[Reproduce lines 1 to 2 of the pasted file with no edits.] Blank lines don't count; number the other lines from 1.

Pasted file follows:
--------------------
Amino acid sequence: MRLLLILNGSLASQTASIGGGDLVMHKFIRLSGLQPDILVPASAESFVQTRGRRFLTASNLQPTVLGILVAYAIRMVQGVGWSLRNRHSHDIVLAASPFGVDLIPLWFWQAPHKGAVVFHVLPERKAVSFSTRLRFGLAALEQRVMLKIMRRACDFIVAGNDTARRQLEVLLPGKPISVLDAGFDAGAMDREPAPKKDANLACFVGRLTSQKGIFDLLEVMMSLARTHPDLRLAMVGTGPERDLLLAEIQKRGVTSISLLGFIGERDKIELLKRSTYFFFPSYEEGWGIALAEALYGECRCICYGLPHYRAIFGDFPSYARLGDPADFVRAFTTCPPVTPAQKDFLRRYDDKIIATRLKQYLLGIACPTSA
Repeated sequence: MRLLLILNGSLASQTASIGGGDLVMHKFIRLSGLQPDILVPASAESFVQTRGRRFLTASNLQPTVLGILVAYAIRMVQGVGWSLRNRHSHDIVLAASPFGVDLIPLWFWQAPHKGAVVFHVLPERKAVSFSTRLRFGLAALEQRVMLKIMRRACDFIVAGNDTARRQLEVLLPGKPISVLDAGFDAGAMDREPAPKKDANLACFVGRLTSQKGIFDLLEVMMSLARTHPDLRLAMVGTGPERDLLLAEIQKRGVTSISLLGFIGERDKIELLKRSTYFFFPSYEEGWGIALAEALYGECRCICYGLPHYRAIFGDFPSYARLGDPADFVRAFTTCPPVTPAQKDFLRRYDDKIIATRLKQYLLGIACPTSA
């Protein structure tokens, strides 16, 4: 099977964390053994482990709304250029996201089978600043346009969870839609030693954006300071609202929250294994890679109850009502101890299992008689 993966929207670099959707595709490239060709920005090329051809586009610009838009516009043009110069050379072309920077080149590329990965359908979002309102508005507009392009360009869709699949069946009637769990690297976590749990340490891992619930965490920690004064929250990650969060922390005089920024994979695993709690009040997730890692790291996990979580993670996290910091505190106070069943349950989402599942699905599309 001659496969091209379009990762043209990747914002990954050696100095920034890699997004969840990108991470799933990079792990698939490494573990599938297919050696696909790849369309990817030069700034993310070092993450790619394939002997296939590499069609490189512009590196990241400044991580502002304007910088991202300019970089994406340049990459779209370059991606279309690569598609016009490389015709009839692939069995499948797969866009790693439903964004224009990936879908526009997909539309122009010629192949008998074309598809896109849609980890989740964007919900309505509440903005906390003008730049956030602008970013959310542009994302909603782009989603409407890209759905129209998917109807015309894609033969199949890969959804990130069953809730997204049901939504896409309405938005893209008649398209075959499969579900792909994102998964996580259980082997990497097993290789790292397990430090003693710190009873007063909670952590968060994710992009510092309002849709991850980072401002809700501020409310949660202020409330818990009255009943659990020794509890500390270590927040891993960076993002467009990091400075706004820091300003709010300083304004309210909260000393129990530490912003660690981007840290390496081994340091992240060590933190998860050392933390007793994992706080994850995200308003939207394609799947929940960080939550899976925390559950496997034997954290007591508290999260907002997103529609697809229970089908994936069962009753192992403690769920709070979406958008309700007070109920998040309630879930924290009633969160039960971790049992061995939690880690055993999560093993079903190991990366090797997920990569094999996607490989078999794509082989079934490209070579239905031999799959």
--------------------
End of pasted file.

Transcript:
Amino acid sequence: MRLLLILNGSLASQTASIGGGDLVMHKFIRLSGLQPDILVPASAESFVQTRGRRFLTASNLQPTVLGILVAYAIRMVQGVGWSLRNRHSHDIVLAASPFGVDLIPLWFWQAPHKGAVVFHVLPERKAVSFSTRLRFGLAALEQRVMLKIMRRACDFIVAGNDTARRQLEVLLPGKPISVLDAGFDAGAMDREPAPKKDANLACFVGRLTSQKGIFDLLEVMMSLARTHPDLRLAMVGTGPERDLLLAEIQKRGVTSISLLGFIGERDKIELLKRSTYFFFPSYEEGWGIALAEALYGECRCICYGLPHYRAIFGDFPSYARLGDPADFVRAFTTCPPVTPAQKDFLRRYDDKIIATRLKQYLLGIACPTSA
Repeated sequence: MRLLLILNGSLASQTASIGGGDLVMHKFIRLSGLQPDILVPASAESFVQTRGRRFLTASNLQPTVLGILVAYAIRMVQGVGWSLRNRHSHDIVLAASPFGVDLIPLWFWQAPHKGAVVFHVLPERKAVSFSTRLRFGLAALEQRVMLKIMRRACDFIVAGNDTARRQLEVLLPGKPISVLDAGFDAGAMDREPAPKKDANLACFVGRLTSQKGIFDLLEVMMSLARTHPDLRLAMVGTGPERDLLLAEIQKRGVTSISLLGFIGERDKIELLKRSTYFFFPSYEEGWGIALAEALYGECRCICYGLPHYRAIFGDFPSYARLGDPADFVRAFTTCPPVTPAQKDFLRRYDDKIIATRLKQYLLGIACPTSA